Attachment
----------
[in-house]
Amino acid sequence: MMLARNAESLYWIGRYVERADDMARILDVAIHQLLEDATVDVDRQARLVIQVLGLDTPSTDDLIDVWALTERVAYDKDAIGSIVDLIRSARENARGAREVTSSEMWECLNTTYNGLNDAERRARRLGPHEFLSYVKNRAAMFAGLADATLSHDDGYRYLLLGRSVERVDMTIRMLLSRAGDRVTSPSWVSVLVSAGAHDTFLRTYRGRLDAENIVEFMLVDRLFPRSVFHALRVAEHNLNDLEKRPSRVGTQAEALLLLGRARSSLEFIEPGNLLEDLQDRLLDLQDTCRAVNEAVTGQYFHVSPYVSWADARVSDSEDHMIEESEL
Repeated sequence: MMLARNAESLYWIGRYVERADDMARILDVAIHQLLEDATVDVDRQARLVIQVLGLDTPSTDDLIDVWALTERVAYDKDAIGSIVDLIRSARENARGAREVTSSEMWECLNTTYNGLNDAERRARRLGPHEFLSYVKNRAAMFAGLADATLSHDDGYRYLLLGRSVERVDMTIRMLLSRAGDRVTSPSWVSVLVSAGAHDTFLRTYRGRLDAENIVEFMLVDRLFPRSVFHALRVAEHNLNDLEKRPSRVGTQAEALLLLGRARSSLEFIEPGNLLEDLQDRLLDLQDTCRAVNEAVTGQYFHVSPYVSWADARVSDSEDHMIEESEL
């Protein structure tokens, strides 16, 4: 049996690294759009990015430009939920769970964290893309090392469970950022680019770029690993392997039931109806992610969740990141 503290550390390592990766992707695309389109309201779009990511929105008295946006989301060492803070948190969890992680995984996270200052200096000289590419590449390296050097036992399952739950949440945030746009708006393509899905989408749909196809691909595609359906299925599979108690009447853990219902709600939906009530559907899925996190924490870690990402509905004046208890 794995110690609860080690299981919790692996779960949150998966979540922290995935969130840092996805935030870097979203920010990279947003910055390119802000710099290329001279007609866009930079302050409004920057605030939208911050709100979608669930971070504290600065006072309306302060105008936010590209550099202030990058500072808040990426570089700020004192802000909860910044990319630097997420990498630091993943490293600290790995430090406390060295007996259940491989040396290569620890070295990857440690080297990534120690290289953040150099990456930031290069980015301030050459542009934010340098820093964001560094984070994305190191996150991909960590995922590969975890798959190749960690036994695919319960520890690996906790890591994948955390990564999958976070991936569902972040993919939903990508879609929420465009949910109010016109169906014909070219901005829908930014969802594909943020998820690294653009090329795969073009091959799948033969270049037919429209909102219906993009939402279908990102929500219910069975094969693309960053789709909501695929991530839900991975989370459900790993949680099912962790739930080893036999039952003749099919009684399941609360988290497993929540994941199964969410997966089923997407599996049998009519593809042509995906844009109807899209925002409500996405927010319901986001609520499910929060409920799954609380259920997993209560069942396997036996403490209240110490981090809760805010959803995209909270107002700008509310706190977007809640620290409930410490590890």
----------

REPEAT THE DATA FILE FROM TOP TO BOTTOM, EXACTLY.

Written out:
[in-house]
Amino acid sequence: MMLARNAESLYWIGRYVERADDMARILDVAIHQLLEDATVDVDRQARLVIQVLGLDTPSTDDLIDVWALTERVAYDKDAIGSIVDLIRSARENARGAREVTSSEMWECLNTTYNGLNDAERRARRLGPHEFLSYVKNRAAMFAGLADATLSHDDGYRYLLLGRSVERVDMTIRMLLSRAGDRVTSPSWVSVLVSAGAHDTFLRTYRGRLDAENIVEFMLVDRLFPRSVFHALRVAEHNLNDLEKRPSRVGTQAEALLLLGRARSSLEFIEPGNLLEDLQDRLLDLQDTCRAVNEAVTGQYFHVSPYVSWADARVSDSEDHMIEESEL
Repeated sequence: MMLARNAESLYWIGRYVERADDMARILDVAIHQLLEDATVDVDRQARLVIQVLGLDTPSTDDLIDVWALTERVAYDKDAIGSIVDLIRSARENARGAREVTSSEMWECLNTTYNGLNDAERRARRLGPHEFLSYVKNRAAMFAGLADATLSHDDGYRYLLLGRSVERVDMTIRMLLSRAGDRVTSPSWVSVLVSAGAHDTFLRTYRGRLDAENIVEFMLVDRLFPRSVFHALRVAEHNLNDLEKRPSRVGTQAEALLLLGRARSSLEFIEPGNLLEDLQDRLLDLQDTCRAVNEAVTGQYFHVSPYVSWADARVSDSEDHMIEESEL
């Protein structure tokens, strides 16, 4: 049996690294759009990015430009939920769970964290893309090392469970950022680019770029690993392997039931109806992610969740990141 503290550390390592990766992707695309389109309201779009990511929105008295946006989301060492803070948190969890992680995984996270200052200096000289590419590449390296050097036992399952739950949440945030746009708006393509899905989408749909196809691909595609359906299925599979108690009447853990219902709600939906009530559907899925996190924490870690990402509905004046208890 794995110690609860080690299981919790692996779960949150998966979540922290995935969130840092996805935030870097979203920010990279947003910055390119802000710099290329001279007609866009930079302050409004920057605030939208911050709100979608669930971070504290600065006072309306302060105008936010590209550099202030990058500072808040990426570089700020004192802000909860910044990319630097997420990498630091993943490293600290790995430090406390060295007996259940491989040396290569620890070295990857440690080297990534120690290289953040150099990456930031290069980015301030050459542009934010340098820093964001560094984070994305190191996150991909960590995922590969975890798959190749960690036994695919319960520890690996906790890591994948955390990564999958976070991936569902972040993919939903990508879609929420465009949910109010016109169906014909070219901005829908930014969802594909943020998820690294653009090329795969073009091959799948033969270049037919429209909102219906993009939402279908990102929500219910069975094969693309960053789709909501695929991530839900991975989370459900790993949680099912962790739930080893036999039952003749099919009684399941609360988290497993929540994941199964969410997966089923997407599996049998009519593809042509995906844009109807899209925002409500996405927010319901986001609520499910929060409920799954609380259920997993209560069942396997036996403490209240110490981090809760805010959803995209909270107002700008509310706190977007809640620290409930410490590890």